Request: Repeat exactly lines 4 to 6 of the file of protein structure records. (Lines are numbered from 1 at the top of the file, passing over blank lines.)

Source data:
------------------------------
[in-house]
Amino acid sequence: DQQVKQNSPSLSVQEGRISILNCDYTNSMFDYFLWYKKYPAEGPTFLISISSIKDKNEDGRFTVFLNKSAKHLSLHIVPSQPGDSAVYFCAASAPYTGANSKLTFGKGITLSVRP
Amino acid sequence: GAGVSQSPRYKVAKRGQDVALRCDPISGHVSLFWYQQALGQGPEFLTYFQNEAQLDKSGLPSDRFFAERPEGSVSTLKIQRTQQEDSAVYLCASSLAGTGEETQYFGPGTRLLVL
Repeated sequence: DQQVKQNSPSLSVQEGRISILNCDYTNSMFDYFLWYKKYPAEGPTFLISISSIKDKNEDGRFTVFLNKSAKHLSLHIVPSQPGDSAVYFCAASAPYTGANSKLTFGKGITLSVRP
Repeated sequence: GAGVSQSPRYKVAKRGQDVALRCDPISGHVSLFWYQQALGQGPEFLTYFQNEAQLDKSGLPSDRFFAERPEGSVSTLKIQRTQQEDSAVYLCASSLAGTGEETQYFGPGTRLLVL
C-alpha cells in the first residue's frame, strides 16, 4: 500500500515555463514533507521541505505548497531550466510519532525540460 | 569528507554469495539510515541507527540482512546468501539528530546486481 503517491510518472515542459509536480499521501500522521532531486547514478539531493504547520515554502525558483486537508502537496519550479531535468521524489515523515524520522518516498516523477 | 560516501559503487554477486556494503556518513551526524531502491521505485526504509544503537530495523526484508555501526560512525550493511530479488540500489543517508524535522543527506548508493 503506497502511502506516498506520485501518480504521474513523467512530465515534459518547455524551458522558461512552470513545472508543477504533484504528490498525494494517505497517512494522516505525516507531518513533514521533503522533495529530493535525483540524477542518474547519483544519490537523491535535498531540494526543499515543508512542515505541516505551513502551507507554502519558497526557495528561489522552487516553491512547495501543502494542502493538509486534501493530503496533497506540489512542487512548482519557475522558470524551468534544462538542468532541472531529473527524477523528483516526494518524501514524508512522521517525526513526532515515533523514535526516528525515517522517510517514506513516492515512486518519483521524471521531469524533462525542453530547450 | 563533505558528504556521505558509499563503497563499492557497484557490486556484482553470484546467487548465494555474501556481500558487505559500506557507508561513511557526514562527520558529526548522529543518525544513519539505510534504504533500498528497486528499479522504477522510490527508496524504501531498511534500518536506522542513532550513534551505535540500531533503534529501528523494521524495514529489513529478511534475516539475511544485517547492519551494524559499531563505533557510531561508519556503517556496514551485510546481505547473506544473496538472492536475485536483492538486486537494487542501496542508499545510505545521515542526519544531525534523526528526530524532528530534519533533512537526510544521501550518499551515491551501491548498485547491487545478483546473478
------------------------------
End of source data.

Repeated sequence: DQQVKQNSPSLSVQEGRISILNCDYTNSMFDYFLWYKKYPAEGPTFLISISSIKDKNEDGRFTVFLNKSAKHLSLHIVPSQPGDSAVYFCAASAPYTGANSKLTFGKGITLSVRP
Repeated sequence: GAGVSQSPRYKVAKRGQDVALRCDPISGHVSLFWYQQALGQGPEFLTYFQNEAQLDKSGLPSDRFFAERPEGSVSTLKIQRTQQEDSAVYLCASSLAGTGEETQYFGPGTRLLVL
C-alpha cells in the first residue's frame, strides 16, 4: 500500500515555463514533507521541505505548497531550466510519532525540460 | 569528507554469495539510515541507527540482512546468501539528530546486481 503517491510518472515542459509536480499521501500522521532531486547514478539531493504547520515554502525558483486537508502537496519550479531535468521524489515523515524520522518516498516523477 | 560516501559503487554477486556494503556518513551526524531502491521505485526504509544503537530495523526484508555501526560512525550493511530479488540500489543517508524535522543527506548508493 503506497502511502506516498506520485501518480504521474513523467512530465515534459518547455524551458522558461512552470513545472508543477504533484504528490498525494494517505497517512494522516505525516507531518513533514521533503522533495529530493535525483540524477542518474547519483544519490537523491535535498531540494526543499515543508512542515505541516505551513502551507507554502519558497526557495528561489522552487516553491512547495501543502494542502493538509486534501493530503496533497506540489512542487512548482519557475522558470524551468534544462538542468532541472531529473527524477523528483516526494518524501514524508512522521517525526513526532515515533523514535526516528525515517522517510517514506513516492515512486518519483521524471521531469524533462525542453530547450 | 563533505558528504556521505558509499563503497563499492557497484557490486556484482553470484546467487548465494555474501556481500558487505559500506557507508561513511557526514562527520558529526548522529543518525544513519539505510534504504533500498528497486528499479522504477522510490527508496524504501531498511534500518536506522542513532550513534551505535540500531533503534529501528523494521524495514529489513529478511534475516539475511544485517547492519551494524559499531563505533557510531561508519556503517556496514551485510546481505547473506544473496538472492536475485536483492538486486537494487542501496542508499545510505545521515542526519544531525534523526528526530524532528530534519533533512537526510544521501550518499551515491551501491548498485547491487545478483546473478